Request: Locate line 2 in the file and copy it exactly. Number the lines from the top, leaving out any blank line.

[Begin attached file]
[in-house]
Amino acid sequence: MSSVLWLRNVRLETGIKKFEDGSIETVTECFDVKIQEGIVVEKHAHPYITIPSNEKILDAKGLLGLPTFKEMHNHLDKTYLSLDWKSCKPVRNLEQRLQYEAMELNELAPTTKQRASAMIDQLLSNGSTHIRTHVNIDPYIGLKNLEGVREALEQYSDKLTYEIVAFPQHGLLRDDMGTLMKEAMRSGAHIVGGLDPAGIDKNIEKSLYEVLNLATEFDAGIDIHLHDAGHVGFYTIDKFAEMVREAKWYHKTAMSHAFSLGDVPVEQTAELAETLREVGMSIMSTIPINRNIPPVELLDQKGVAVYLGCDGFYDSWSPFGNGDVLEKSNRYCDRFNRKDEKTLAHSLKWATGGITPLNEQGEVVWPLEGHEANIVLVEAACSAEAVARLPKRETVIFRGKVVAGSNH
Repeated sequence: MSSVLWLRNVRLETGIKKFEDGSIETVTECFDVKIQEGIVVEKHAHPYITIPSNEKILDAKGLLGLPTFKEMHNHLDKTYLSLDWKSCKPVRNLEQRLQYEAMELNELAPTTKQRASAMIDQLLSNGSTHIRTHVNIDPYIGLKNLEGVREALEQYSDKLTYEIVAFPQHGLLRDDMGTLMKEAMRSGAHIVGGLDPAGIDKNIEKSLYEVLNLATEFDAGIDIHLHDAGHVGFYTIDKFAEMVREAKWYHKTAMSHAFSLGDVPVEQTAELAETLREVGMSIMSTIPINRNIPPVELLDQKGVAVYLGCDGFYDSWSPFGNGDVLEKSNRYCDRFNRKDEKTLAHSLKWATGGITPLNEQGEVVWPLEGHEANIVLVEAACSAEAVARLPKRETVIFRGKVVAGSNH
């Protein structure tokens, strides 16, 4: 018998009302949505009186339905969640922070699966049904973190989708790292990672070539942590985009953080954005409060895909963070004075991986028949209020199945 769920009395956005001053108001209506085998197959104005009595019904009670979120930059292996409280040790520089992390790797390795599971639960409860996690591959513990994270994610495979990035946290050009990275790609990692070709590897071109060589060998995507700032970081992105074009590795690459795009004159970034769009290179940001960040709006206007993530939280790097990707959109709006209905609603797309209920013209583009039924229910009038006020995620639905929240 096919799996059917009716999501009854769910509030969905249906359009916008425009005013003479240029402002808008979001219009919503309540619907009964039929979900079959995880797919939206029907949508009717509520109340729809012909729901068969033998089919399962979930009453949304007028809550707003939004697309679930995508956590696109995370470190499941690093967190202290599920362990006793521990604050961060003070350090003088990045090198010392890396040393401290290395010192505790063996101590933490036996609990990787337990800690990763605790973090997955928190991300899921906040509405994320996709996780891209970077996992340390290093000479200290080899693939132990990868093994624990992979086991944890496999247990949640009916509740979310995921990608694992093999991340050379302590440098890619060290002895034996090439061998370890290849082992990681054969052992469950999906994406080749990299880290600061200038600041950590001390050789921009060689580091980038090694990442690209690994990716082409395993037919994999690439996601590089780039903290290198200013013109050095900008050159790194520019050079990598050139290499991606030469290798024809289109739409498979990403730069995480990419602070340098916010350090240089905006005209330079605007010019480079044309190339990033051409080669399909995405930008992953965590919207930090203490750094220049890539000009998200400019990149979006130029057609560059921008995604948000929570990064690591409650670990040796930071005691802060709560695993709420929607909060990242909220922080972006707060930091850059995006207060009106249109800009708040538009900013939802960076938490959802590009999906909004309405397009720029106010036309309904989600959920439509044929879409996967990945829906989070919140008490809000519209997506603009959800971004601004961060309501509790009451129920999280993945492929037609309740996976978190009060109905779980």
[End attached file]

Amino acid sequence: MSSVLWLRNVRLETGIKKFEDGSIETVTECFDVKIQEGIVVEKHAHPYITIPSNEKILDAKGLLGLPTFKEMHNHLDKTYLSLDWKSCKPVRNLEQRLQYEAMELNELAPTTKQRASAMIDQLLSNGSTHIRTHVNIDPYIGLKNLEGVREALEQYSDKLTYEIVAFPQHGLLRDDMGTLMKEAMRSGAHIVGGLDPAGIDKNIEKSLYEVLNLATEFDAGIDIHLHDAGHVGFYTIDKFAEMVREAKWYHKTAMSHAFSLGDVPVEQTAELAETLREVGMSIMSTIPINRNIPPVELLDQKGVAVYLGCDGFYDSWSPFGNGDVLEKSNRYCDRFNRKDEKTLAHSLKWATGGITPLNEQGEVVWPLEGHEANIVLVEAACSAEAVARLPKRETVIFRGKVVAGSNH